This current recession proves that business-as-usual has failed
This current recession proves that business-as-usual has failed.
What’s required is a lot of new thinking and a massive redesign. Bill McDonough and Michael Braungart, co-authors of the book Cradle to Cradle (Buy@Fishpond), have issued a challenge to prepare businesses for the next industrial revolution.
Their strategy asks that we move beyond eco-efficiency (turning off the light switches) to eco-effectiveness, where savvy businesses add value that is ecological, social and economic. In this future, all waste becomes nutrients for the soil or remain in a technology loop, becoming part of the next product/service cycle. From an economic perspective, profitability remains a driving imperative. From a social perspective, human beings and their activities are not seen as environmental threats but as an opportunity.
Design is one industry with the potential to make the biggest impact. The Sustainable Business Network is working to grow the capability of Kiwi designers through the recently-established Sustainable Design Working Group.
We also publish the Sustainable Business Network Review, a unique and timely collection of opinions from some of New Zealand’s leading commentators—including journalist Rod Oram and Peter Salmon of Moxie—along with case studies of business leadership and the results of SBN’s work with over 200 organisations. Download it at www.sustainable.org.nz.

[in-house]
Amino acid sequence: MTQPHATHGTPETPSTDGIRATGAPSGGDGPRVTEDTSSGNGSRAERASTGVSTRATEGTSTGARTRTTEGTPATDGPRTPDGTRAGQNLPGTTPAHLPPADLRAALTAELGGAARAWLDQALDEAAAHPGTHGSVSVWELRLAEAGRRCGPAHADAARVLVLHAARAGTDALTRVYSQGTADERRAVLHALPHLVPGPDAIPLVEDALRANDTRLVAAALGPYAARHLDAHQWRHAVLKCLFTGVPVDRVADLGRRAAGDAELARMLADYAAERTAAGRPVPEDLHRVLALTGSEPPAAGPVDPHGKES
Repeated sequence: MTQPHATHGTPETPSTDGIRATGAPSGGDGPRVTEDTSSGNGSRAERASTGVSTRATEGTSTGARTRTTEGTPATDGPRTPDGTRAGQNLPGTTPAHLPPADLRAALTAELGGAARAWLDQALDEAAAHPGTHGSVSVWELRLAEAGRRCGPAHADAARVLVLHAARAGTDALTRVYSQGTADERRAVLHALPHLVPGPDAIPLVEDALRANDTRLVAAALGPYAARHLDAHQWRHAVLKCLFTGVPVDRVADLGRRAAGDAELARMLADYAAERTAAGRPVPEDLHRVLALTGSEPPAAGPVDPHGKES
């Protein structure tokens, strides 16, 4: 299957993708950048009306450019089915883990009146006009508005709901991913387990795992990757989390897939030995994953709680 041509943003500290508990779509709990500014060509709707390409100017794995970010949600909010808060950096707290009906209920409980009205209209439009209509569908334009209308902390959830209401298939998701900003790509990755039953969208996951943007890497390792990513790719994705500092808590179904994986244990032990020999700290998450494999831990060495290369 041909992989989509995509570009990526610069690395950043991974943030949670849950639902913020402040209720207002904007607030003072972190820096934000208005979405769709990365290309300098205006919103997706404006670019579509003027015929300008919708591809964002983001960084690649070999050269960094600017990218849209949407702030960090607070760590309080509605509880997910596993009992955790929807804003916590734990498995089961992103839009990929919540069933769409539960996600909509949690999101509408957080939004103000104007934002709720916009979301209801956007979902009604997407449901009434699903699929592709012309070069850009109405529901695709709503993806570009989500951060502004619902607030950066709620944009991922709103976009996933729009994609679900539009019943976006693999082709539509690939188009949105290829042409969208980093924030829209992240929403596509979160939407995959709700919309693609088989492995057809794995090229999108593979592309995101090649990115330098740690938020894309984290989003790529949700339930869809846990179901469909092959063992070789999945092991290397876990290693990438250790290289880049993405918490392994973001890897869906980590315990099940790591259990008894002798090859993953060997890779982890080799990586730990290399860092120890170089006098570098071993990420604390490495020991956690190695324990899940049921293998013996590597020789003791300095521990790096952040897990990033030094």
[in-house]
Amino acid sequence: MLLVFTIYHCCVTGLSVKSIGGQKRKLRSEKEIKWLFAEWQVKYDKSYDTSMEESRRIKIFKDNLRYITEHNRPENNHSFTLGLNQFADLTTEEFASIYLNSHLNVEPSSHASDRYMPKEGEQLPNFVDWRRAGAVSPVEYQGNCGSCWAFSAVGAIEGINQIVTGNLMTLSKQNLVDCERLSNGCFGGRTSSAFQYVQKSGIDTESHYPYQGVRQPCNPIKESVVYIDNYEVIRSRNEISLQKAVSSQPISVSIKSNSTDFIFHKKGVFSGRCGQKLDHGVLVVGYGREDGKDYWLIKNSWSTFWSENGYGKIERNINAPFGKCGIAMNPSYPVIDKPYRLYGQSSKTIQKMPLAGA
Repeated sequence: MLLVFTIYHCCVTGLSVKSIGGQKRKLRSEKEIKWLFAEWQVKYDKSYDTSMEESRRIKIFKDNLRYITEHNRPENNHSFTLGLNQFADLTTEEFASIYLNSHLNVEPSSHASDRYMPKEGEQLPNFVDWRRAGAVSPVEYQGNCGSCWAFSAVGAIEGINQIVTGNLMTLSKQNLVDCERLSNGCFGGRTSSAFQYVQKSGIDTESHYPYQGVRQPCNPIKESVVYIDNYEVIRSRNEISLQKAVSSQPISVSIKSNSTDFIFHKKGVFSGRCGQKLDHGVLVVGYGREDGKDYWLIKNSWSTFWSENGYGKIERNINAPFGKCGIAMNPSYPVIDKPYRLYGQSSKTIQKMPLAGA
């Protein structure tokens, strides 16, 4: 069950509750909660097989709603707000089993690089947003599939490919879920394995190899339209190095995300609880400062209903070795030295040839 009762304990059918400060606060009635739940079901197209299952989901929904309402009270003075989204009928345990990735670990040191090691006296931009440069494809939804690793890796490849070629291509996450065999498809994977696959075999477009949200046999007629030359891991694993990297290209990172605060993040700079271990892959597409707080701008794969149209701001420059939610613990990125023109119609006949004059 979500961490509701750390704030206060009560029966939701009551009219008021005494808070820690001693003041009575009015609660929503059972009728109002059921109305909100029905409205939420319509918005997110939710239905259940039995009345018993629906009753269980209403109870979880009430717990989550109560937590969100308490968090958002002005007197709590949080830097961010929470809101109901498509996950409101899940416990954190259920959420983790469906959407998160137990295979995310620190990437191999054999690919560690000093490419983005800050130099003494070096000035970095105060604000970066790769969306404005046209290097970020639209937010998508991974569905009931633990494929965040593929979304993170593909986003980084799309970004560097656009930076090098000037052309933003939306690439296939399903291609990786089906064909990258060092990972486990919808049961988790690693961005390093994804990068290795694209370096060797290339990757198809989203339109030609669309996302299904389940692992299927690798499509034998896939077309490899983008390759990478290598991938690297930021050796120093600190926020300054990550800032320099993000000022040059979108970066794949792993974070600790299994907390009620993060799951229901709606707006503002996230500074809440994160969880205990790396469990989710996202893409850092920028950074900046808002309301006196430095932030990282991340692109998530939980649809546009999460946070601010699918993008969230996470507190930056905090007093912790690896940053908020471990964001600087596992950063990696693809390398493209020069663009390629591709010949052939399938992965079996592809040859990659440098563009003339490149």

Peter Neilson from the New Zealand Business Council for Sustainable Development warns that 2009 will be the year that New Zealand puts a price on carbon. It’s time to ‘evolve or die’. Or ,as Rod Oram says: “You can persevere with your current business model, hacking back cost and hanging on for the upturn. Or you can understand how the world is changing and play to the new drivers.”
Glen Saunders, investment banker and chartered accountant, offers this example: “While many finance companies have been failing during our home-grown crisis, our sole social banking example, Prometheus Finance, celebrated its 25th anniversary and has been rock solid.”
To avoid major business collapse reminiscent in scale and manner of the dinosaurs, embed sustainability into the main functions of your business: in leadership and decision-making; in product and service innovation; and daily operations and communications. And good luck!
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